Now I have hundreds of current clients and literally thousands of past clients, so what makes her so special? Well, she's a pleasure to be around for sure: good-natured, funny, smart ... but that's not what makes her one of my favorites. I can honestly tell you that most of my clients are awesome people, fortunately for me that's the kind of people that I seem to attract.

What makes Demetra so special is her commitment to excellence in being the best artist possible and making the best music possible. That is not as common of a trait among musicians as you would think. If an artist is trying to make a professional career in music, then a commitment to excellence in music means a commitment to excellence in ALL aspects of music: the melody, the lyrics, the arrangement, the production, the recording, the musical performances of the musicians involved, the vocal performance, and finally, the mixing and mastering. And then after a project is completed, it means being the best artist that you can be by doing your utmost to put on the best possible live shows that you can and have them supported by the best possible marketing that you can muster. This includes amazing photos, a great website, and a strong effort put into all forms of social media such as Facebook, Twitter etc..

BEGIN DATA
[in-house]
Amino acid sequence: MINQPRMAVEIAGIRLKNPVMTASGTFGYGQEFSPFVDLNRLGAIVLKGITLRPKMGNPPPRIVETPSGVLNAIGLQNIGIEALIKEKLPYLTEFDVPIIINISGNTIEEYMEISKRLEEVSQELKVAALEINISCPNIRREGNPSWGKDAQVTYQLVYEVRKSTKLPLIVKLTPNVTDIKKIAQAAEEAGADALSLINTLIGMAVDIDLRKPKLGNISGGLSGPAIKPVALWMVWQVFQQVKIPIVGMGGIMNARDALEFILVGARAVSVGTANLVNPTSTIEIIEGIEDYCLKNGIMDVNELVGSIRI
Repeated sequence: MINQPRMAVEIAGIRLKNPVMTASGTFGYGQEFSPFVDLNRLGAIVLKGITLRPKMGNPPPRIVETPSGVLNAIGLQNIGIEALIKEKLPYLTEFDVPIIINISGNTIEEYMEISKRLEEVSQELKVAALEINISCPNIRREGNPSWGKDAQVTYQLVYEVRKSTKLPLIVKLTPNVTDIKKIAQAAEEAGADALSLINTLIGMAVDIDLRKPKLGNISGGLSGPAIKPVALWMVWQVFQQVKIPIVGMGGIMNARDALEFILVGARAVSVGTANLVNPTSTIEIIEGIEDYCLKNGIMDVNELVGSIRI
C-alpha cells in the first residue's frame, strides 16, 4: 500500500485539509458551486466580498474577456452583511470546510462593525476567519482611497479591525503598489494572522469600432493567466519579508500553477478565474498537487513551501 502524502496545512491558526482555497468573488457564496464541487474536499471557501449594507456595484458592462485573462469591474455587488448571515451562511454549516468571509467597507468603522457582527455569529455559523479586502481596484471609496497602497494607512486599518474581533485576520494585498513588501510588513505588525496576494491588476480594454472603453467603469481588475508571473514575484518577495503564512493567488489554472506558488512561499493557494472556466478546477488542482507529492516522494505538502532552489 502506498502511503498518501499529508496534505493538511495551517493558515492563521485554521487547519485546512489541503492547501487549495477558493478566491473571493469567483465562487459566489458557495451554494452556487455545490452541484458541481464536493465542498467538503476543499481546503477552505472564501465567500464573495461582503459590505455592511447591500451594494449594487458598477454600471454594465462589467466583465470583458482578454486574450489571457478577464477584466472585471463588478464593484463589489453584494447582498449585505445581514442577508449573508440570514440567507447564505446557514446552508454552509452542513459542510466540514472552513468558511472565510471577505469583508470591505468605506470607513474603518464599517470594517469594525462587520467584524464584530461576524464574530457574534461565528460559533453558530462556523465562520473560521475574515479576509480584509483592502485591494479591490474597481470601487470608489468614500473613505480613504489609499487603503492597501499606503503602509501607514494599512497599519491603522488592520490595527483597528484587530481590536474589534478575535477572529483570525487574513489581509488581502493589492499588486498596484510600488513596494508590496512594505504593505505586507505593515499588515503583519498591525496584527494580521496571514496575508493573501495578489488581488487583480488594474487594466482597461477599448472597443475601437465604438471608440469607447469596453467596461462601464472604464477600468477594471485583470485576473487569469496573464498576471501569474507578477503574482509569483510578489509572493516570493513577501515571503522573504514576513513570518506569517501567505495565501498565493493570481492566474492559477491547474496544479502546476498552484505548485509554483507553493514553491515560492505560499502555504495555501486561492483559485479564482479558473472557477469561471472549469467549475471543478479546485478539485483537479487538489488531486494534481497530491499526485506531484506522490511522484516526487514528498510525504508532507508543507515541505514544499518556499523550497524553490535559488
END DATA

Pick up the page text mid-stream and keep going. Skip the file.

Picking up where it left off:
Demetra has all of that going on in a big way. When she brings a song into the studio, the lyrics and melody have been poured over and finely honed until they are something truly special. When it's time to record a vocal or instrument part, it is gone over and over and over until it's certain that it's the very best that it can be. When it's time to mix, ALL the stops are pulled out and twenty hours or more are dedicated to that process alone. Then she takes the ball and runs with it as far as gigs and social media are concerned.